This review aimed to summarize the current evidence on the effects of aspirin on the skeletal system. Osteoporosis is a metabolic skeletal disease affecting the elderly, characterized by an imbalanced bone remodeling, whereby the rate of bone resorption is greater than bone formation [16]. It leads to osteoporotic fracture, which causes significant mortality and morbidity among the patients [1719]. Since the elderly population is likely to use aspirin for primary prevention of diseases, it is important to know the influence exerted by aspirin on their bone health.

Literature search was performed within the period 15/7/2016–15/8/2016 with PubMed, Scopus, and Web of Science using keywords “aspirin OR salicylate acid” AND “osteoporosis”. Relevant original research articles written in English or Mandarin were retrieved. Studies on human, animal, and cellular models were included in this review.

3. The Effects of Aspirin on Bone Cells

Aspirin dose-dependently reduced the formation of TRAP positive cells from RAW 264.7 macrophage cell line and the mRNA expression of osteoclast markers, namely, TRAP, CTSK, MMP-9, and CTR [20]. The inhibitory effects of aspirin on osteoclast-like cells were exerted thought the nuclear factor kappa-B (NFκB) system [20]. The NFκB is a transcription factor important in the synthesis of inflammatory cytokines [21]. Its activation requires the degradation of its natural inhibitor, IKBα, and its translocation into the nucleus to activate transcription of its target genes [22]. Aspirin suppressed phosphorylation and degradation of IKBα and phosphorylation of p50/p65 and the related cell signalling molecules ERK, p38, and JNK [20]. The nuclear translocation of p65 was also inhibited by the incubation of RAW 264.7 cells with aspirin [20].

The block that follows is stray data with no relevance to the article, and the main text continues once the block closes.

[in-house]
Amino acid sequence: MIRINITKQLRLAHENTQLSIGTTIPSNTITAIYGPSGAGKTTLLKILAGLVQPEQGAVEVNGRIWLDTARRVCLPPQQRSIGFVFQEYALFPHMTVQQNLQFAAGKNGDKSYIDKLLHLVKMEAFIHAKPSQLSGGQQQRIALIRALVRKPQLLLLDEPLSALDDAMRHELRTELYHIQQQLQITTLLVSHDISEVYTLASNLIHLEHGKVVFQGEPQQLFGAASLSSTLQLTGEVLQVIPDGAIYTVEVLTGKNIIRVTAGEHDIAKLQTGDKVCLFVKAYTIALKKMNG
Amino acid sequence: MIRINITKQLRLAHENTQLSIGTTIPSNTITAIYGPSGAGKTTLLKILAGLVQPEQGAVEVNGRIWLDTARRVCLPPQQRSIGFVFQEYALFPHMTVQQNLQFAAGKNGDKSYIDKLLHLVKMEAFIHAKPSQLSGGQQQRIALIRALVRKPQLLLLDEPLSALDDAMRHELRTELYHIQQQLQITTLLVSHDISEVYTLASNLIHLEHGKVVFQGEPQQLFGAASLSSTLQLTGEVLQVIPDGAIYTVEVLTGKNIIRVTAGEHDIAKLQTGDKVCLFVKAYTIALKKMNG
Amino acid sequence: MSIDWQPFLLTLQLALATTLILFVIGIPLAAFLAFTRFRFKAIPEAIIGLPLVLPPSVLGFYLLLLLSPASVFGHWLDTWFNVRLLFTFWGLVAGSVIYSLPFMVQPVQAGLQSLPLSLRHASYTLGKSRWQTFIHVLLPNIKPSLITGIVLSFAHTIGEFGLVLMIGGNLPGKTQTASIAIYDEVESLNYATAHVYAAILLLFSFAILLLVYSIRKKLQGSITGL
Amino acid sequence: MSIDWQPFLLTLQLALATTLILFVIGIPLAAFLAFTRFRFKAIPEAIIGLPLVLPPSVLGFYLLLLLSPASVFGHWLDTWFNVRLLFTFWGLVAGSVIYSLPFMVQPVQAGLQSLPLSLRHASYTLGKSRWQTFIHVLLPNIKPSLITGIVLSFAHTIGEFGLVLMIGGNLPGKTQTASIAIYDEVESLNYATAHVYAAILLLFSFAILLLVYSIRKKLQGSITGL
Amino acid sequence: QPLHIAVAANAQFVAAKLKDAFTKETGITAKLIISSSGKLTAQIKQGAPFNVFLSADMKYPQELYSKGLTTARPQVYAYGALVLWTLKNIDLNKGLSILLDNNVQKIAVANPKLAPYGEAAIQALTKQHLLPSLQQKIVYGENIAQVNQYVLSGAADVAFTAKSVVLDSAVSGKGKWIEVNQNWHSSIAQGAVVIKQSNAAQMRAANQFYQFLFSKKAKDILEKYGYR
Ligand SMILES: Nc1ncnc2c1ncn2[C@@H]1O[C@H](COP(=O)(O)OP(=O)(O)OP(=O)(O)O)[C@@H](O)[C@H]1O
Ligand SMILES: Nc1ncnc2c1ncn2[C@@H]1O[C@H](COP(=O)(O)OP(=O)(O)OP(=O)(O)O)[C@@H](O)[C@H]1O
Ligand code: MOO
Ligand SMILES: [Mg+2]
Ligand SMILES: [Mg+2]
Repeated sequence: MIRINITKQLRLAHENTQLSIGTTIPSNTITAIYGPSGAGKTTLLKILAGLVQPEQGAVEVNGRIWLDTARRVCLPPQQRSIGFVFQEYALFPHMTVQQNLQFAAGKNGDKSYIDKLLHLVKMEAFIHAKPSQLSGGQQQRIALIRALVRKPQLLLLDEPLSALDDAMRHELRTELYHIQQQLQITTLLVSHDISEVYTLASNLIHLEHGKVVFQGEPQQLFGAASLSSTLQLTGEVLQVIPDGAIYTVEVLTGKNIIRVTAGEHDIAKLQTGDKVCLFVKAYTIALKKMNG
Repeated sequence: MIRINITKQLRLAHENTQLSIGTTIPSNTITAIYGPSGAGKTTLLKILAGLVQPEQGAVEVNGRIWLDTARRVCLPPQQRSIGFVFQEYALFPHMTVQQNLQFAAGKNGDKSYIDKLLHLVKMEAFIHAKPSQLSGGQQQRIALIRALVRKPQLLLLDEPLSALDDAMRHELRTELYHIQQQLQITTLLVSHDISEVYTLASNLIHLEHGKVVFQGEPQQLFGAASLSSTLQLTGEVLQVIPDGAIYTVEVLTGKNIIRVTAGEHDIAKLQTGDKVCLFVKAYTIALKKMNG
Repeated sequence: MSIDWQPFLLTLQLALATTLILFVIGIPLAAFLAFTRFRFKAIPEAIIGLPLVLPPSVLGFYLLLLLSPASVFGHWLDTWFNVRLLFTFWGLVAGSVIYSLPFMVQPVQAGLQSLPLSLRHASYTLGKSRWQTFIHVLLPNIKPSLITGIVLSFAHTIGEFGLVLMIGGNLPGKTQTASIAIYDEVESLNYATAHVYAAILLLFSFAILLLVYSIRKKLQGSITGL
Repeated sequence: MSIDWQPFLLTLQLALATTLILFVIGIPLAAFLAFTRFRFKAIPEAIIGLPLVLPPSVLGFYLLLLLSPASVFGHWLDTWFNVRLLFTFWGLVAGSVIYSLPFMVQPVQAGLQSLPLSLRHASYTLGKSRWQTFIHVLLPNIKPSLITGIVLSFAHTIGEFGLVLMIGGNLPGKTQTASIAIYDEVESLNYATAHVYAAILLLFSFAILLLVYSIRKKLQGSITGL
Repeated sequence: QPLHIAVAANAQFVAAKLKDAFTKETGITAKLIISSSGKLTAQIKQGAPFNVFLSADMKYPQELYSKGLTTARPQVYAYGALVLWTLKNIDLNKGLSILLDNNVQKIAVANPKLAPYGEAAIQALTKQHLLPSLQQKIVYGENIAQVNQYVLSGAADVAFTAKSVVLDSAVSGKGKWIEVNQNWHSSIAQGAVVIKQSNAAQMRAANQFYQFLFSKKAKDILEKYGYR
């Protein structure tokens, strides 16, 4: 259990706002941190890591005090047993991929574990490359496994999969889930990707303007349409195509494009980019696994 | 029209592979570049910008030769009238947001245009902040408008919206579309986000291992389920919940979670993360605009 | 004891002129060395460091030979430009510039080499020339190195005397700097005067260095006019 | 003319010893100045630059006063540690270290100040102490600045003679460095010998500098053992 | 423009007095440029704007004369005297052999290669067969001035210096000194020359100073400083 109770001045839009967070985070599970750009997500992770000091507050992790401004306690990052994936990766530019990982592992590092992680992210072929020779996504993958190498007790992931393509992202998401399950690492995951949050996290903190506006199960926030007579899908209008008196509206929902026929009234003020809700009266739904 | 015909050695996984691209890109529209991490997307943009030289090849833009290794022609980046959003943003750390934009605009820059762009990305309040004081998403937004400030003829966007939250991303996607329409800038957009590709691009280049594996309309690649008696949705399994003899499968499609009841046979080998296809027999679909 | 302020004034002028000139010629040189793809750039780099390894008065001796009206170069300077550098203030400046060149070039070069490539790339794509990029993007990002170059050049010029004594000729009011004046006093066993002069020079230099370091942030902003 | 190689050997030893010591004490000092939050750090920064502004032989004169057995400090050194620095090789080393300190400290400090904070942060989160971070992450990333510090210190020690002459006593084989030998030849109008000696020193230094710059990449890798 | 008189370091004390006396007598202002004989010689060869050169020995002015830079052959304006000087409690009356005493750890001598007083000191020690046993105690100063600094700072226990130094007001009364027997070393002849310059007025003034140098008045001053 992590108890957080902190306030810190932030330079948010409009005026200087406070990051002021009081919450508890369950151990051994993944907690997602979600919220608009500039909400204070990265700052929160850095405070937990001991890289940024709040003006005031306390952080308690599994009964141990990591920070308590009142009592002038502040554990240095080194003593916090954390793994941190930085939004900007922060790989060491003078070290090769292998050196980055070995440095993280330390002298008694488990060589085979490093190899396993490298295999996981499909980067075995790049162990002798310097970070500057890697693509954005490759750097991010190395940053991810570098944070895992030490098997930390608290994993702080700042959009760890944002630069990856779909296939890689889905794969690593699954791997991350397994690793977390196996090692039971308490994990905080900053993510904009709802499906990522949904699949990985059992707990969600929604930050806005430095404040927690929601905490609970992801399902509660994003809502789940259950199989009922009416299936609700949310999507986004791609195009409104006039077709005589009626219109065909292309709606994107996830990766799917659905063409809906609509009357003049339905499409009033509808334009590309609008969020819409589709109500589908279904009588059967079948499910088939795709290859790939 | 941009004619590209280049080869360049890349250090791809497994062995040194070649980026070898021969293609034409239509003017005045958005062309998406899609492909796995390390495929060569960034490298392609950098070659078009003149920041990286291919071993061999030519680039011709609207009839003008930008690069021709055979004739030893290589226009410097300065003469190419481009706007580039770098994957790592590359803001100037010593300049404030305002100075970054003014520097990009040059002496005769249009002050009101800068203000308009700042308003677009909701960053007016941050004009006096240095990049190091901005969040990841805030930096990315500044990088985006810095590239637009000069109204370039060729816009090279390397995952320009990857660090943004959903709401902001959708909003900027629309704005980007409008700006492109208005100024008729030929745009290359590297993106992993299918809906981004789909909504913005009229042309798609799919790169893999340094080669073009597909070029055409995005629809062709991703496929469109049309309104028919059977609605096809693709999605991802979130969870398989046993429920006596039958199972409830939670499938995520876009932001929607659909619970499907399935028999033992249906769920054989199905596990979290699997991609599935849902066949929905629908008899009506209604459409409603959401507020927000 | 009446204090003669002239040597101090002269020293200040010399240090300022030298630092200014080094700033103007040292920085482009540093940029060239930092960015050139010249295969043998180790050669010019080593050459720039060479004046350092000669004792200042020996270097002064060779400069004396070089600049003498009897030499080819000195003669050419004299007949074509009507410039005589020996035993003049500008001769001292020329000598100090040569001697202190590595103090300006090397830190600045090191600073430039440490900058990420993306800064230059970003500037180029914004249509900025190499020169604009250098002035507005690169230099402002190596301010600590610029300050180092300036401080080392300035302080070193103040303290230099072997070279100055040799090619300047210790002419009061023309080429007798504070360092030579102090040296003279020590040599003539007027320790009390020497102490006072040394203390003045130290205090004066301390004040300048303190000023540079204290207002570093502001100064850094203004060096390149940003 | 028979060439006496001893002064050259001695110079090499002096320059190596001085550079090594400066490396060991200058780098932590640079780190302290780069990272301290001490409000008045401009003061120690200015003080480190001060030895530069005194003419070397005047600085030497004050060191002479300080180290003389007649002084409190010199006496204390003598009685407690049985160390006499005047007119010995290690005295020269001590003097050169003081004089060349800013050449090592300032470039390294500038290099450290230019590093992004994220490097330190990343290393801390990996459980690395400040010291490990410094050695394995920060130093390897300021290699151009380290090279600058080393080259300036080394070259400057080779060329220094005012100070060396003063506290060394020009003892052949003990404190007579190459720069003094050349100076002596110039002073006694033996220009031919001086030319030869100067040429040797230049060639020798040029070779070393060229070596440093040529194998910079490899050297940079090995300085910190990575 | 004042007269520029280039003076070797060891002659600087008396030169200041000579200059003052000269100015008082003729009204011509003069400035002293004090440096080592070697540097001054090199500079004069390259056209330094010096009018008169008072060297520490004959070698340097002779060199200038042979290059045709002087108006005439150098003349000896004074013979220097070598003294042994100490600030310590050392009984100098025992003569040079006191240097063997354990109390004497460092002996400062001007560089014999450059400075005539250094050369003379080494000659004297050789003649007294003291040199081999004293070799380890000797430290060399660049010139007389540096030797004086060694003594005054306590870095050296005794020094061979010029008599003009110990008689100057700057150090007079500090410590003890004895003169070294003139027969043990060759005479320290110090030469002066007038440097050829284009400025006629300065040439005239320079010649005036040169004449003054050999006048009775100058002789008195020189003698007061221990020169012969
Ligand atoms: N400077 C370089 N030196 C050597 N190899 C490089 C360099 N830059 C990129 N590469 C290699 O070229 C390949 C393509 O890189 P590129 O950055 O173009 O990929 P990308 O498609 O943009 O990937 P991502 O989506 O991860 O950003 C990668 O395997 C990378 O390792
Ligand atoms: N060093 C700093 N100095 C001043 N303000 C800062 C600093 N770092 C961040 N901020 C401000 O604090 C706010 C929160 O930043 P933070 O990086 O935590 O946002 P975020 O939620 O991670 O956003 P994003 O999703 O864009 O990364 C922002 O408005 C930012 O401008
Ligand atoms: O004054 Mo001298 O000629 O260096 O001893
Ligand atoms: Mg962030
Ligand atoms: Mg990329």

Aspirin could promote the survival of bone marrow mesenchymal stem cells (BMMSC), the progenitor of osteoblasts [23]. Activated T-lymphocytes induced the apoptosis of BMMSC by Fas/Fas ligand (FasL) interaction, whereby T cells expressed FasL and osteoblasts expressed Fas [23]. Aspirin was found to prevent Fas-induced apoptosis of BMMSC [23]. It also enhanced the activity of telomerase and increased the telomere length of BMMSC, thus promoting their survival [23]. At the same time, it augmented the expression of RUNX2, ALP, and osteocalcin and facilitated the degradation of phospho-beta-catenin, thereby increasing Wnt signalling pathway essential in the formation of osteoblasts [23].

In summary, aspirin could prevent the formation of osteoclast through inhibition of NFκB pathway and enhance the formation of osteoblast by preventing apoptosis of its progenitor stem cell and stimulating the differentiation of preosteoblast (Figure 1).

4. The Effects of Aspirin on Animal Model of Osteoporosis

The earliest animal study examining the effects of aspirin on bone was conducted by Waters et al. In their study, 14-week-old female dogs subjected to hind-limb immobilization were treated with 25 mg/kg aspirin every eight hours for 28 days [24]. It was observed that immobilization caused a significant decreased in the normalized bone content of the tibial metaphyseal region and an increase in PGE level in the bone of the immobilized limb compared to the mobile limb [24]. Aspirin treatment reduced the rate of bone loss and PGE level significantly in these animals [24].

Ovariectomy-induced osteoporosis is a popular animal model of bone loss because it is representative of the most common cause of osteoporosis in human, that is, postmenopausal osteoporosis. Chen et al. administered aspirin at the doses of 8.93, 26.79 and 80.36 mg/kg/day to three-month-old ovariectomized rats [25]. All three treatment groups showed significantly higher vertebral bone mineral density (BMD) value compared to ovariectomized control. X-ray microtomography (micro-CT) also revealed significant improvements in bone structural indices and volumetric BMD in rats treated with the three doses of aspirin [25]. The positive changes in bone structure were translated to a higher biomechanical strength of the bone, as indicated by increased vertebral and femoral load value of the treated rats compared to ovariectomized controls [25]. The effects of aspirin on bone as shown in this study were dose-dependent [25].

Yamaza et al. showed that treating mice for three months with 0.6 mg/mL aspirin prevented the degeneration of trabecular and cortical density due to ovariectomy [23]. The mice were ovariectomized one month before sacrifice. Aspirin treatment could reduce serum RANKL and increase OPG level [23]. Immunohistochemical staining showed a marked reduction in the number of cells stained positively with TRAP in the tibia of mice treated with aspirin, indicating less osteoclast formation [23].